Of 100 private equity executives surveyed 37 per cent say the new investment fund will make deal-making more difficult, while London remained the area where the industry expects to be active most (see Table below), according to the latest Private Equity Barometer published by accountancy firm Grant Thornton.
|Where PE expects to be active||91%||77%||73%||70%||53%||50%|
|Where they have offices||96%||20%||34%||22%||3%||13%|
|Where they plan to have offices||0%||1%||0%||0%||0%||0%|
Officially launched in October 2010 to bring some much needed stimulus to UK businesses, the BGF is set to provide up to £2.5 billion for investments, with backing for the programme coming from some of the largest banks in the country.
In October the fund made its first committment of capital through a £4.2 million minority stake deal in Benefax, a business which provides online employee reward and benefit schemes.
Mo Merali, head of private equity at Grant Thornton, says that UK private equity firms need to ‘seriously’ consider how they intend to tackle the regional markets if they want to compete for deals with the likes of Lloyds Development Capital (LDC) and the Business Growth Fund.
‘More than half of our respondents expect to be active in regions outside of London, however very few are prepared to open offices there,’ Merali adds.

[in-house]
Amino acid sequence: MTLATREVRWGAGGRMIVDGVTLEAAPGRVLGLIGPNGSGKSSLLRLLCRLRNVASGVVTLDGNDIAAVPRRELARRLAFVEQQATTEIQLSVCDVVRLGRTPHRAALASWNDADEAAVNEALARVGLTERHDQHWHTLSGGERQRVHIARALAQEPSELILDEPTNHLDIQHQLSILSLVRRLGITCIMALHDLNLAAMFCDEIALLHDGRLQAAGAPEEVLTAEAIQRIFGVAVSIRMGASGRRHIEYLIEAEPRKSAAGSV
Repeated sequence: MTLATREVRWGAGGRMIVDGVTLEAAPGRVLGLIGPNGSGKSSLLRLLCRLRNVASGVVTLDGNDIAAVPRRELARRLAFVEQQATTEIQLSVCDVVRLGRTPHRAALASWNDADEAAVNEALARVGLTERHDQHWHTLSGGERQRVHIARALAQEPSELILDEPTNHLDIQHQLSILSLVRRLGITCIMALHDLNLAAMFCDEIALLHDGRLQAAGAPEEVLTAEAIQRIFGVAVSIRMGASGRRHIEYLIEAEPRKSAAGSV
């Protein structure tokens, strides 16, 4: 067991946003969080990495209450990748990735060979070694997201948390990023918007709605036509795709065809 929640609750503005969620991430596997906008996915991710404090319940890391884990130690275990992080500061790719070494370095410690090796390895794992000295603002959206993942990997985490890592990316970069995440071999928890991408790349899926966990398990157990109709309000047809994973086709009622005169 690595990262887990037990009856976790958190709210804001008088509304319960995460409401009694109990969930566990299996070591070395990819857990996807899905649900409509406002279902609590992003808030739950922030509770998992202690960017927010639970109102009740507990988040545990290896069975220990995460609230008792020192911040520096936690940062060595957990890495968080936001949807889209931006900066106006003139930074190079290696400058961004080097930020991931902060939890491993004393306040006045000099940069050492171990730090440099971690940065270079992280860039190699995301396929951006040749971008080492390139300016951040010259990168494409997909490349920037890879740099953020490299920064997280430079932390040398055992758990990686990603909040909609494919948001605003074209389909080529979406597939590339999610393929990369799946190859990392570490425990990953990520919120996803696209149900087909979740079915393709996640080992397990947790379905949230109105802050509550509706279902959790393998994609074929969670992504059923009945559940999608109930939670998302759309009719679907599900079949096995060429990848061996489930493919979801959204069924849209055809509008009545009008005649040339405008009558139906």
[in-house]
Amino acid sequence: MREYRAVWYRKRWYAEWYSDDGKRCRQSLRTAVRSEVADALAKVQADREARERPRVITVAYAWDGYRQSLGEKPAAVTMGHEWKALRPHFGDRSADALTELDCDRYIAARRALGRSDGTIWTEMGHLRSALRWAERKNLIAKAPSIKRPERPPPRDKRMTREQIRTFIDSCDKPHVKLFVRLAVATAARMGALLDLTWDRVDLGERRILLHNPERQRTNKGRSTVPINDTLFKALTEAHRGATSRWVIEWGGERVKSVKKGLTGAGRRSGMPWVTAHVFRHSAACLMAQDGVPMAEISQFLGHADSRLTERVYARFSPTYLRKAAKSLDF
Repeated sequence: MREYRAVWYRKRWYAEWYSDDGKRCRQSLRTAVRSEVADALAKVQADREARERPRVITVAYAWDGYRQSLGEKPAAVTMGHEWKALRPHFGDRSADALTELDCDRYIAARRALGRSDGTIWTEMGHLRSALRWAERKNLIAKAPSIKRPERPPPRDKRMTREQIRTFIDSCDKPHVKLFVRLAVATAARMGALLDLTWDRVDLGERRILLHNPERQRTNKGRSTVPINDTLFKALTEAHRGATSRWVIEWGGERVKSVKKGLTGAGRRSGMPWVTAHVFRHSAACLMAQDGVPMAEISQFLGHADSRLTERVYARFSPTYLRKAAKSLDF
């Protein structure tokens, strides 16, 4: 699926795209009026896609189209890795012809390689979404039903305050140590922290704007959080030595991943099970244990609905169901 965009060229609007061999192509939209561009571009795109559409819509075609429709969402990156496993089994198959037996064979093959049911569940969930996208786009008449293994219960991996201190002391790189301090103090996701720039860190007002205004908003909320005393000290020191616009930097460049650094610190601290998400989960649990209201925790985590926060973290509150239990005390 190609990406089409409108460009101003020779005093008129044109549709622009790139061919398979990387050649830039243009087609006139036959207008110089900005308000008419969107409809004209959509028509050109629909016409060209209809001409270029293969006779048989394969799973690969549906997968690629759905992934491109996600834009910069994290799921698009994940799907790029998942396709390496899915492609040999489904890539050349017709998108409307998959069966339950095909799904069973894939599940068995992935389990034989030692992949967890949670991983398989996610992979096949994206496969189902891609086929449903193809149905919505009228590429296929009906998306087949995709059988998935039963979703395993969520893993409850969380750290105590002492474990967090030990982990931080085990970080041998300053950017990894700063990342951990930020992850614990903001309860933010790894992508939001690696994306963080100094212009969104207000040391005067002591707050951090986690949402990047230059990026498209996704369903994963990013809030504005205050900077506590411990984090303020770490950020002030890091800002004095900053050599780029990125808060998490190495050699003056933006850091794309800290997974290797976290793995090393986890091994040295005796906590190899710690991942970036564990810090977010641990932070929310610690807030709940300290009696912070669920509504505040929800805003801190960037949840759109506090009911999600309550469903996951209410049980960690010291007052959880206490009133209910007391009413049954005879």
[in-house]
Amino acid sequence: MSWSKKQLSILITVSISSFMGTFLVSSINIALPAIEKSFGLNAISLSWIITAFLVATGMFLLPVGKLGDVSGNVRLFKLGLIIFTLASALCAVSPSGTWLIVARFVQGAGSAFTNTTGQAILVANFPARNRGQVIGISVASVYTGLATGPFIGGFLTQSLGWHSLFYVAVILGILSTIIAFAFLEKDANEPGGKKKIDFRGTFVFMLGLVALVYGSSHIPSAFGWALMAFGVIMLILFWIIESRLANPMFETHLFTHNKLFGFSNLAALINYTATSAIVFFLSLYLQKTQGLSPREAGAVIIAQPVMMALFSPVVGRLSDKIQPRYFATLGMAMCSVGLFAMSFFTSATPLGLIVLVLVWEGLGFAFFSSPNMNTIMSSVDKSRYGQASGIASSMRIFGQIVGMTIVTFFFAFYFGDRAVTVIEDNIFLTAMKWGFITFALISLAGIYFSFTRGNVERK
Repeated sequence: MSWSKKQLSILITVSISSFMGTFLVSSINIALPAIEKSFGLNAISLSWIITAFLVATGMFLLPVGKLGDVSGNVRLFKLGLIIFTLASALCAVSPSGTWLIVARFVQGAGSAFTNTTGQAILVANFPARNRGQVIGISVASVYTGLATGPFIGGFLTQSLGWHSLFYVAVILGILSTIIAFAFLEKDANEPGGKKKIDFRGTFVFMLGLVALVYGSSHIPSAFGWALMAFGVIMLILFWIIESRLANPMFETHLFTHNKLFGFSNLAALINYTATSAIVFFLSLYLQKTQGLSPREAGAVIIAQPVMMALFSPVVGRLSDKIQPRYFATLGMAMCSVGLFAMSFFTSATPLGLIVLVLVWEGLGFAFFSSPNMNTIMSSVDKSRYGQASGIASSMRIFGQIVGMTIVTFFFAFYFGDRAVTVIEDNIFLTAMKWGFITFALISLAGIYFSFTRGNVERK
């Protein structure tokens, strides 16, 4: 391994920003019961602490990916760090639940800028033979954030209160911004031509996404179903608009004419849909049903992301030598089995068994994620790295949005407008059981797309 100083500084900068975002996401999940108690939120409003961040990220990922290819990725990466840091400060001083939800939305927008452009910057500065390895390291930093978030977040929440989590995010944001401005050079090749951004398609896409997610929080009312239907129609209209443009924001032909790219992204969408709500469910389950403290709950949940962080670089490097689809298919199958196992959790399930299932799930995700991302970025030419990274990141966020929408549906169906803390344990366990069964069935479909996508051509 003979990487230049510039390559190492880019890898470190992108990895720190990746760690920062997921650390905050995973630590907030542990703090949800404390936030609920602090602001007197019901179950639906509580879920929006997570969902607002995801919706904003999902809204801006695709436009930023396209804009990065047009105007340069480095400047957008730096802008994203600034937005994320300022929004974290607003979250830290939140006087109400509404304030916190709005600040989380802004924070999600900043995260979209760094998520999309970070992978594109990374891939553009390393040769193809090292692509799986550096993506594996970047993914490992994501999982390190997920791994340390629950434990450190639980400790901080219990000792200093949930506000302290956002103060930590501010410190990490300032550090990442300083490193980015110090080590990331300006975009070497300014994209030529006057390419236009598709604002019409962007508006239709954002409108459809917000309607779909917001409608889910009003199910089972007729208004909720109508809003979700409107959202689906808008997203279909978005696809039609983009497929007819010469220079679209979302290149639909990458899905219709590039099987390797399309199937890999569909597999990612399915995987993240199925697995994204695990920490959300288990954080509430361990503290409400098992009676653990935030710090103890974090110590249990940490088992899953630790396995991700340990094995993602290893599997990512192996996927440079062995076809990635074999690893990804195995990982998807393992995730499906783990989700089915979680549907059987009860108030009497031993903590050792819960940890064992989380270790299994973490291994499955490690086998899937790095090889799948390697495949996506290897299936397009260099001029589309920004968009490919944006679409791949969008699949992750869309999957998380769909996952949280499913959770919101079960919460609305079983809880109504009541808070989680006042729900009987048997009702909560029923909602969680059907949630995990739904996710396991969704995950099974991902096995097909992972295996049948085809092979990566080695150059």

‘Meanwhile, it is no coincidence that LDC, with its strong regional office network, managed to close eight buyouts in the year to date. Moreover, the BGF is in the process of establishing its local presence around the country.’
The survey finds that 73 per cent of executives surveyed expect to be active in the north of England in the next six months. However 66 per cent have no plans to run an office in the region.
Merali comments: ‘Having people on the ground would dramatically improve their chances of generating proprietary deal flow outside London. Just being in a region means that you pick up local intelligence on interesting companies.’
Scotland is one area which Merali says can expect a ‘fair share’ of commuting private equity professionals, despite the fact that 87 per cent of those questioned admit to not having an office in the area, and do not plan to launch one in the future.
For new investments the highest EBITDA multiples are expected to be in high technology and financial services sectors.
‘These broad sector preferences certainly tally with our experience in some of the regions we operate in, where a growing range of potential bidders are showing an interest in related sub-sectors like precision engineering into defence, nuclear and aerospace industry, the waste and environmental area plus technology,’ Merali says.